Offline Address Book Technical Overview
Topic Last Modified: 2005-10-11
This topic provides a brief technical overview of offline address books. It discusses how offline address books are generated, and where offline address book objects are stored in the Active Directory® directory service.
Microsoft® Office Outlook® 2003 uses the offline address book to provide offline access to directory information from the global address list (GAL) and from other address lists. Each night, Exchange generates new offline address book files and places them in a special public folder, known as a system folder, for Outlook to download. The offline address book files are compressed before they are added to the offline address book system folders so that the download to Outlook is minimal. Outlook is scheduled to check periodically for new offline address book files in these system folders, and download the required files.
Outlook 2003 has many new features and enhancements that are related to the offline address book. By using the offline address book, Outlook does not need to connect to Active Directory for common operations such as resolving recipient names, browsing the address list, or retrieving address details. The available functions are limited, but they are similar to the GAL (and other address lists) when working on the network.
Several Exchange Server components work with Active Directory to generate and maintain offline address books. After an offline address book has been created (either automatically by Exchange Setup or manually by an administrator using Exchange System Manager), Exchange Server and Active Directory work together to maintain the offline address book, keeping it synchronized with changes that may be made in the directory.
System folders can be displayed in Exchange System Manager, enabling an administrator to view the files that make up the offline address book. The following figures shows the Offline Address Book system folders in Exchange System Manager.
For detailed steps, see How to View the Offline Address Book System Folders in Exchange System Manager.
Each of the Exchange Server and Active Directory components involved in generating and maintaining offline address books is described as follows:
Microsoft Exchange System Attendant Responsible for generating the offline address book. The System Attendant calls Oabgen.dll. This is a MAPI application (referred to as OABGen) that reads from Active Directory. On a server running Exchange Server 2003 SP2, the first time an offline address book is created, OABGen creates the OAB Version 2, OAB Version 3a, and OAB Version 4 folders. You can specify the versions of offline address books that are generated. For detailed steps, see How to Specify the Versions of Offline Address Book to Be Generated.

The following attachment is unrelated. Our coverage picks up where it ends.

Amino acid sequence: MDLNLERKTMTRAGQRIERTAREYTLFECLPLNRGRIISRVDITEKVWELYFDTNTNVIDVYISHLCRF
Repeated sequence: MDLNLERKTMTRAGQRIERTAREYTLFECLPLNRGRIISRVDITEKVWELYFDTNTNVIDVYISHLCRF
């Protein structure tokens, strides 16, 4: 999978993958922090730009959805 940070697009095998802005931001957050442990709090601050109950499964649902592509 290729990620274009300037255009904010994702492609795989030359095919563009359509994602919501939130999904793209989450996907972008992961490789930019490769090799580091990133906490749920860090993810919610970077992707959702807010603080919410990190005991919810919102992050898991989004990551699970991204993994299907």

Note: On a server running Exchange Server 2003 SP1, the first time an offline address book is created, OABGen creates the OAB Version 2 and OAB Version 3a folders.
Every time OABGen runs, it performs several tasks:
It creates the files for all offline address book versions.
It compresses the files.
It creates posts in the system folders for each version of the offline address that it is configured to generate. The offline address book files will be saved as attachments on the posts in the folders.
It creates incremental offline address book files containing daily changes. The default setting in Exchange Server 2003 is to generate an offline address book incremental file every morning at 05:00.
- It creates the files for all offline address book versions.
Microsoft Exchange Information Store Responsible for storing the offline address book system folders listed directly under the OFFLINE ADDRESS BOOK. Each time a new offline address book is created, the corresponding offline address book system folders are created, including the containers, such as EX:/o=<Organization Name>/ou=<Administrative Group>, and /o=<OrganizationName>/cn=addrlists/cn=oabs/cn=<name of Offline Address List> during nightly online maintenance.
Directory servers Active Directory servers are utilized in the offline address book generation. Offline address book configuration data is stored in the Configuration Naming Context partition in Active Directory, making it available to all domain controllers. In addition, global address list information is stored in global catalog servers.
Recipient Update Service Although offline address book generation does not require the Recipient Update Service, address lists do require this component. The System Attendant calls the Recipient Update Service, which in turn maintains the address list membership on recipients. If the address list is blank, the offline address book generation will fail.
A properly configured Active Directory is a necessary component for offline address book generation to work correctly with Exchange Server 2003. In addition to address lists, and the objects that make up those lists, the offline address book has its own directory attributes. Issues with Active Directory could result in issues with the offline address book. For example, interruptions in or a failure of Active Directory replication could prevent newly added directory objects from appearing in the offline address book.
Offline address book information is stored in two places. The offline address book content is stored in the NON IPM SUBTREE of the public folder hierarchy, and offline address book objects are stored in the Configuration Naming Context in Active Directory (under CN=Offline Address Lists,CN=Address Lists Container,CN=<OrganizationName>,CN=Microsoft Exchange,CN=Services,CN=Configuration,DC=<DomainName>,DC=<DomainNameExtension>). Like all directory objects, offline address books have several attributes that control behavior and other elements.